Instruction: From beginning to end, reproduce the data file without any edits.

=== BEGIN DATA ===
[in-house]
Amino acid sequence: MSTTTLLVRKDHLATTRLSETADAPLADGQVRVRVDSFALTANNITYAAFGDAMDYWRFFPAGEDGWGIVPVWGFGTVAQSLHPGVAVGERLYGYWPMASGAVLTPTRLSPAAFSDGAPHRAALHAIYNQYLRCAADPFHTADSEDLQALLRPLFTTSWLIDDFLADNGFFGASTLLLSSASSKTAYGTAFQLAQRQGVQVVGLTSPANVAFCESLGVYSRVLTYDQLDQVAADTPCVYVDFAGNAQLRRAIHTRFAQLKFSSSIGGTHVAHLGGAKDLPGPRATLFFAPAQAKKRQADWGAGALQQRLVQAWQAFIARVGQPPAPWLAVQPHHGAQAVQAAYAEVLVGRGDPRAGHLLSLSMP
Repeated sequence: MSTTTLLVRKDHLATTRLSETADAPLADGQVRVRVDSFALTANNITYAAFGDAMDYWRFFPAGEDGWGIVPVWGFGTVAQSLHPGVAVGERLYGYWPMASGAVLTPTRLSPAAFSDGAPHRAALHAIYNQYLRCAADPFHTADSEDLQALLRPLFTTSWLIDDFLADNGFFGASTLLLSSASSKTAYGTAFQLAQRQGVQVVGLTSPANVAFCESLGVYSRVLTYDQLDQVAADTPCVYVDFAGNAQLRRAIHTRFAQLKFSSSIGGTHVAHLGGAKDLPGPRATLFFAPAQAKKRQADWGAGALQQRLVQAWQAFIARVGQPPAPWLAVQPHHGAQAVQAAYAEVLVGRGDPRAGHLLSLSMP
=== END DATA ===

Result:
[in-house]
Amino acid sequence: MSTTTLLVRKDHLATTRLSETADAPLADGQVRVRVDSFALTANNITYAAFGDAMDYWRFFPAGEDGWGIVPVWGFGTVAQSLHPGVAVGERLYGYWPMASGAVLTPTRLSPAAFSDGAPHRAALHAIYNQYLRCAADPFHTADSEDLQALLRPLFTTSWLIDDFLADNGFFGASTLLLSSASSKTAYGTAFQLAQRQGVQVVGLTSPANVAFCESLGVYSRVLTYDQLDQVAADTPCVYVDFAGNAQLRRAIHTRFAQLKFSSSIGGTHVAHLGGAKDLPGPRATLFFAPAQAKKRQADWGAGALQQRLVQAWQAFIARVGQPPAPWLAVQPHHGAQAVQAAYAEVLVGRGDPRAGHLLSLSMP
Repeated sequence: MSTTTLLVRKDHLATTRLSETADAPLADGQVRVRVDSFALTANNITYAAFGDAMDYWRFFPAGEDGWGIVPVWGFGTVAQSLHPGVAVGERLYGYWPMASGAVLTPTRLSPAAFSDGAPHRAALHAIYNQYLRCAADPFHTADSEDLQALLRPLFTTSWLIDDFLADNGFFGASTLLLSSASSKTAYGTAFQLAQRQGVQVVGLTSPANVAFCESLGVYSRVLTYDQLDQVAADTPCVYVDFAGNAQLRRAIHTRFAQLKFSSSIGGTHVAHLGGAKDLPGPRATLFFAPAQAKKRQADWGAGALQQRLVQAWQAFIARVGQPPAPWLAVQPHHGAQAVQAAYAEVLVGRGDPRAGHLLSLSMP